Former Hialeah Mayor Julio Robaina weaved his personal, political and business lives together while he and his wife illegally hid some $2 million in income, a federal prosecutor charged on Friday.
“They cheated on their tax returns and they did it on purpose,” prosecutor Michael Davis told a 12-person Miami federal jury as the couple’s tax evasion trial opened. “They lied repeatedly on their tax returns, and they did it because they were greedy.”
Davis ticked off a list of shady insider deals he said were perpetrated by the Robainas:
• They did not report $300,000 on high-interest loans the couple made to an investment schemer — cash payments that Robaina himself picked up at the home of a Hialeah political power broker.
• They did not report $800,000 paid by a local businessman to the then-Hialeah mayor for lobbying neighboring Hialeah Gardens on a major land-development deal — money that the couple used to buy a high-rise Miami Beach condominium.
• And they did not report $142,000 paid by a Robaina business partner to cover his outstanding loan on a Ferrari sports car. Robaina later traded in the Ferrari to buy a $172,000 Bentley.
Davis outlined the case in Miami federal court, where only a half-dozen people showed up to support the once-influential former mayor. Robaina represented Miami-Dade’s second-largest city from 2005 to 2011, before losing a race for county mayor while under investigation for alleged tax evasion.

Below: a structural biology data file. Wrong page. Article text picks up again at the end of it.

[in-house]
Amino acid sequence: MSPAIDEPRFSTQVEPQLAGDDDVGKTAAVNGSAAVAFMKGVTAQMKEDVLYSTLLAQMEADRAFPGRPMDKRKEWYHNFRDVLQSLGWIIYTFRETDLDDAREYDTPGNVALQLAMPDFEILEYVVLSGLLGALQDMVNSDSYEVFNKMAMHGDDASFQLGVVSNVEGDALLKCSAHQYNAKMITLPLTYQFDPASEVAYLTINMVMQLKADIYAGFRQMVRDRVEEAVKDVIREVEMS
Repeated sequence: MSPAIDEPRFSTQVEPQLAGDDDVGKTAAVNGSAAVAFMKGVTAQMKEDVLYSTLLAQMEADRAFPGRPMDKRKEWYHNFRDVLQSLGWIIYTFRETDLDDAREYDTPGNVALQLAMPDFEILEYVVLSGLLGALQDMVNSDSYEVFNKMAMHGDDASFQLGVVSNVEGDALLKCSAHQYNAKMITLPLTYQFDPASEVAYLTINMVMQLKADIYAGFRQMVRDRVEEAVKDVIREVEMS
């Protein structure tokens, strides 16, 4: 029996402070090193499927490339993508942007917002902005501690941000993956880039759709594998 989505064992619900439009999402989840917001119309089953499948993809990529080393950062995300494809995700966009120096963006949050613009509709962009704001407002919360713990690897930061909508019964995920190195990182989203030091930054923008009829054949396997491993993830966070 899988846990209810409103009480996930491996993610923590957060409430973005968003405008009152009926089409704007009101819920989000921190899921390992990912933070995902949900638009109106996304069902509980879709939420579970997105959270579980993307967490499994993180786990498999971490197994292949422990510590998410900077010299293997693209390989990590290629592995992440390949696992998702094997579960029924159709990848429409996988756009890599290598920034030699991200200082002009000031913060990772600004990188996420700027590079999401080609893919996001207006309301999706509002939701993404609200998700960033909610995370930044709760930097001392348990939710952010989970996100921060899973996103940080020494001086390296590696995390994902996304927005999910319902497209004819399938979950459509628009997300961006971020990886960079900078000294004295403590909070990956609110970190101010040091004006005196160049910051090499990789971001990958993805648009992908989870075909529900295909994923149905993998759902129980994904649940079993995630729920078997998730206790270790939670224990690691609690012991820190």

The Robainas’ defense attorney, David Garvin, countered that prosecutors should never have brought a criminal case against the couple, contending the U.S. attorney’s office “didn’t play fair.” He said the entire case really amounted to a civil dispute over back taxes potentially owed to the federal government.
The Robainas, Garvin told jurors, “have waited a long time for this day. This day begins the process of restoring their good name.”
He argued that mistakes were made on the couple’s joint tax returns, but they were “inadvertent” and there was a “completely logical and innocent explanation for” them.
Garvin said the Robainas were “victims” of now-convicted Ponzi schemer Luis Felipe Perez, who is serving a 10-year prison sentence for running a $45 million investment racket. He said his client never collected any cash payments from Perez, only checks, calling the prosecution’s upcoming trial witness a “crook.”
After the opening statements, U.S. District Judge Ursula Ungaro took the defense attorney to task for repeatedly suggesting the prosecution’s case totally lacked evidence and that federal authorities were simply out to nail Robaina because he was the mayor of Hialeah.
“I’m a little concerned about the tenor of the opening statements,” Ungaro told him, without the jurors present.
“You’re walking a fine line,” the judge told Garvin, after he implied “prosecutorial misconduct” on the part of Davis and his colleague, Richard Gregorie.
“I understand that,” Garvin said respectfully.
Last year, a federal grand jury indicted Robaina, 49, and his wife, 40, on charges of conspiring to evade paying taxes between 2005 and 2010. The main conspiracy charge in the indictment accuses the Robainas of overstating losses on their businesses and understating gains in their personal income, according to the indictment.